14. Sep 30, 2019 #14

    Hephaestus

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    Quit poking holes in the plot line :) it is a masterpiece. After all it led to the whole Harry Potter series... A bunch of kids chasing Alan Rickman around in a castle.
     
  15. Sep 30, 2019 #15

    Aerowerx

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    Oh, that was only one thing in the movie! There are many others. Like the tower not having a backup transceiver available in the tower? (Everything was remote controlled allowing the bad guys to take control of all radio and navigation systems on the field.)

    And they scrambled the glide slope to put it 200 feet lower? Say what????!!! At that time in history, wasn't the glide slope fixed by the antenna configuration? Not easy to change. That was the only "magic" I saw in the movie.
     
  16. Sep 30, 2019 #16

    litespeed

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    No liquid fuel burns or explodes. Liquids do not burn only the vapour after it converts to gas. However atomised liquid will burn if the droplets are small enough as it can interact with the available oxygen in the air.

    Atomised fuel will burn and when in the correct air ratio it will explode in contact with a ignition source.

    It is the vapour of the fuel that actually burns.

    Anything with oxygen mixed can in theory burn even metal- burning steel wool for example- it is just a high speed oxidation. A explosion is instantaneous combustion of the available fuel.

    No the jet A will not chase the plane like in the movie, but looks good in a movie.

    The aircrash video is not a explosion but a high speed burn of atomised fuel. A explosion would go bang and consume the fuel load in a very very small fraction of a second. Explosions create huge shock waves.
     
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  17. Sep 30, 2019 #17

    Wanttaja

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    I know the man who was the ACTUAL chief of security of both Dulles and National when "Die Hard 2" came out. He Does Not Like the movie.

    Ron Wanttaja
     
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  18. Sep 30, 2019 #18

    Vigilant1

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    Well, there's jet fuel and there's jet fuel. JP-4 was the primary jet fuel used by the USAF from 1951 through 1996, and it had attributes significantly different from Jet A and other military jet fuels (JP-5 as used by the USN at the time and later JP-8 as used by the USN, USAF, and most/all of NATO). JP-4 was considerably more volatile than these other jet fuels, with a flash point of 0 deg F (the other jet fuels generally have flashpoints above 120 F). So, under normal conditions it is possible to set the vapor over a pool of JP-4 alight, but much harder/impossible to light the other jet fuels (or diesel). From a fire safety standpoint, JP-4 was like a mix of kerosene and gasoline. Die Hard 2 was made in 1990, and JP-4 was still in use at that time. Kinda unlikely that civilian 747 would have filled up with USAF JP-4, though.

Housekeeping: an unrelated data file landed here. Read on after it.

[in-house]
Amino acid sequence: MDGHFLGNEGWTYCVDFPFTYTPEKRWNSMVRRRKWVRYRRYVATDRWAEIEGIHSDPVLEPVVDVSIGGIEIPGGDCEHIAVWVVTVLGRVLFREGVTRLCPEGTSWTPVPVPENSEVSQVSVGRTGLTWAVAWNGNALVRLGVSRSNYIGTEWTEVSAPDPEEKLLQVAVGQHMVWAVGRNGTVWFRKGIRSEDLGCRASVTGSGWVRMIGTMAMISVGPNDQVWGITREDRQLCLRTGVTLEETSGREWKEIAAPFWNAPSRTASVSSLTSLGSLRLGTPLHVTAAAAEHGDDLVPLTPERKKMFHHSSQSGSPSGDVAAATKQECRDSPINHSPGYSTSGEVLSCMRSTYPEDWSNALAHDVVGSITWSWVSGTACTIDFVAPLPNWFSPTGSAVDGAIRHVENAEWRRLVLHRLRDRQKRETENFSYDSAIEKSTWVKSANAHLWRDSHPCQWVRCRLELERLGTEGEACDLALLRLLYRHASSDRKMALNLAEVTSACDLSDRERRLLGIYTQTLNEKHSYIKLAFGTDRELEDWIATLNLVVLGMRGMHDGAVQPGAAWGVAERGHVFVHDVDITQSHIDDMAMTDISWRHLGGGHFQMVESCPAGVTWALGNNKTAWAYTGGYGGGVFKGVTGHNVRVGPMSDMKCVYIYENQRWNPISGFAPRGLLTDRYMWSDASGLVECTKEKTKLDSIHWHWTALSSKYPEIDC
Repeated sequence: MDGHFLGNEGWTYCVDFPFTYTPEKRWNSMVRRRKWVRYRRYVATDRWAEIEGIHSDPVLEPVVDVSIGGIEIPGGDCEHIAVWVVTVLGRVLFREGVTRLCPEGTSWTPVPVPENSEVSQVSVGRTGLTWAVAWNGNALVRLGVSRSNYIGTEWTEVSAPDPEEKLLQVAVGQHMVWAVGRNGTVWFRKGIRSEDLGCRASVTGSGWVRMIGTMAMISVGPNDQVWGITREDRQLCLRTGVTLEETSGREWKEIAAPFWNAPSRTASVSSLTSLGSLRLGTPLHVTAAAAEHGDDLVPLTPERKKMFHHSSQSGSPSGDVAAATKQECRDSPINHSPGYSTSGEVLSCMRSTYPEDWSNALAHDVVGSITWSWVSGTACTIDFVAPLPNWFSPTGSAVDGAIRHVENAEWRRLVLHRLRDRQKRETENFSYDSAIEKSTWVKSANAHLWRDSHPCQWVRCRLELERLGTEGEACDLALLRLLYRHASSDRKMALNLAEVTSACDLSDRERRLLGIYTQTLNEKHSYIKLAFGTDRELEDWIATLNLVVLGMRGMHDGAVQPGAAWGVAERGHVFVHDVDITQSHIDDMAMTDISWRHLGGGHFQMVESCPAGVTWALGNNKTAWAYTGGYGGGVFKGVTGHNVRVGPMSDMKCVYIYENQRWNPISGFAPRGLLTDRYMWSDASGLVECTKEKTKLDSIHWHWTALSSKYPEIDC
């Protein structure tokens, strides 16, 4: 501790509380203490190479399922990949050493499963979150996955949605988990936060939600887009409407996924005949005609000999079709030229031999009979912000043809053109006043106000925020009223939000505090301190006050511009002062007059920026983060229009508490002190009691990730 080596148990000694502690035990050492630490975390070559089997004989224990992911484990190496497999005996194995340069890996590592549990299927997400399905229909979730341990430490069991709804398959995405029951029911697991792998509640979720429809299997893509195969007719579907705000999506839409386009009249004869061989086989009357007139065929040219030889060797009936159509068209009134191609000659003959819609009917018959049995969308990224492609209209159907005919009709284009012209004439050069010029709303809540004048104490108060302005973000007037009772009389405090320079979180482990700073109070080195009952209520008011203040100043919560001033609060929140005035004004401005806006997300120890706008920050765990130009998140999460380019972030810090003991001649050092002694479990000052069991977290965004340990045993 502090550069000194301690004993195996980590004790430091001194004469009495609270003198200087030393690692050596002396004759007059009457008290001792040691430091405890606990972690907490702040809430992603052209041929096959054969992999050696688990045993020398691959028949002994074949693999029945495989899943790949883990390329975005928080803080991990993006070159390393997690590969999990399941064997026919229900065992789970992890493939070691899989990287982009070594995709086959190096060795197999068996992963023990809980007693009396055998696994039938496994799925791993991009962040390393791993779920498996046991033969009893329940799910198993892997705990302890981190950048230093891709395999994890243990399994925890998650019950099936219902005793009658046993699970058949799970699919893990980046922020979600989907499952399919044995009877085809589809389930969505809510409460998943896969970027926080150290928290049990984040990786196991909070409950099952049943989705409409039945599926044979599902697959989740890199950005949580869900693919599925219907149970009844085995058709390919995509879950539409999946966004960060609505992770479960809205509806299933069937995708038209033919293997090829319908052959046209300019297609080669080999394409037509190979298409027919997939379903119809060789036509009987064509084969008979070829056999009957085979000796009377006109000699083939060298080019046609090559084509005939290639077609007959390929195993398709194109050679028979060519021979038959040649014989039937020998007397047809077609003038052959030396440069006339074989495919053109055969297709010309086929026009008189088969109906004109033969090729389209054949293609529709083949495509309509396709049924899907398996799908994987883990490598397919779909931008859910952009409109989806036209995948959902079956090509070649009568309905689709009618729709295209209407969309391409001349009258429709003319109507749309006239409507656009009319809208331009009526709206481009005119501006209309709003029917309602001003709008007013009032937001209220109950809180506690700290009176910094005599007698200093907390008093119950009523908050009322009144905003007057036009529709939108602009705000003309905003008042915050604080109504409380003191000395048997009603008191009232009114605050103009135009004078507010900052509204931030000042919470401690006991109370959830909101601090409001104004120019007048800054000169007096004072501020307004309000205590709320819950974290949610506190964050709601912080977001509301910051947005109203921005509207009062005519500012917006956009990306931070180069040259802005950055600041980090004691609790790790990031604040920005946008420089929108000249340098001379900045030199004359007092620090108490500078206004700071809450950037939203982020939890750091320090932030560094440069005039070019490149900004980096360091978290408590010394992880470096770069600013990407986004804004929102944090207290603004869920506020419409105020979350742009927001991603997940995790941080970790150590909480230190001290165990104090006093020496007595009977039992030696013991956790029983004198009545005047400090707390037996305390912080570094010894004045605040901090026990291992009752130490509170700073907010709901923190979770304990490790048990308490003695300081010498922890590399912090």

Will JP-4 "explode?" Not readily. But, in a mist, it can. And, because of its higher volatility, it is possible, at normal outside temperatures, for JP-4 vapor to accumulate and mix with air into a mixture than can explode.

    The USAF phased out JP-4 in 1996, and now generally uses JP-8. Safer, but messier.
     
  19. Sep 30, 2019 #19

    pictsidhe

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    I've been on the scene of a few car accidents where there has been leaking fuel. Without fail, some halfwit will start panicking about the impending explosion. My standard response is "What, do you think that there is a dynamite in the fuel tank?" To which they always look perplexed. I then tell them that is what is needed for a Hollywood car explosion. But, don't make any sparks, petrol will burn very nicely...
     
  20. Sep 30, 2019 #20

    Rik-

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    As others have said “jet fuel” needs to be atomized in order to burn. I’ve had a PT section explode and the PT blades pierced the fuel tanks. No fire, no nothing other than a hole in the engine and the fuel tank.

    Some of the largest explosions have been due to dust not fuel. Sawdust when blown into the air is very very dangerous.

    Kerosene, JetA , Home heating oil and Diesel #1 are the exact same thing. My fuel supplier said you tell me which you want and I charge accordingly. Of course there is road tax on some and no taxes on the other choices. After buying 2k gallons a week I learned which to ask for really quickly.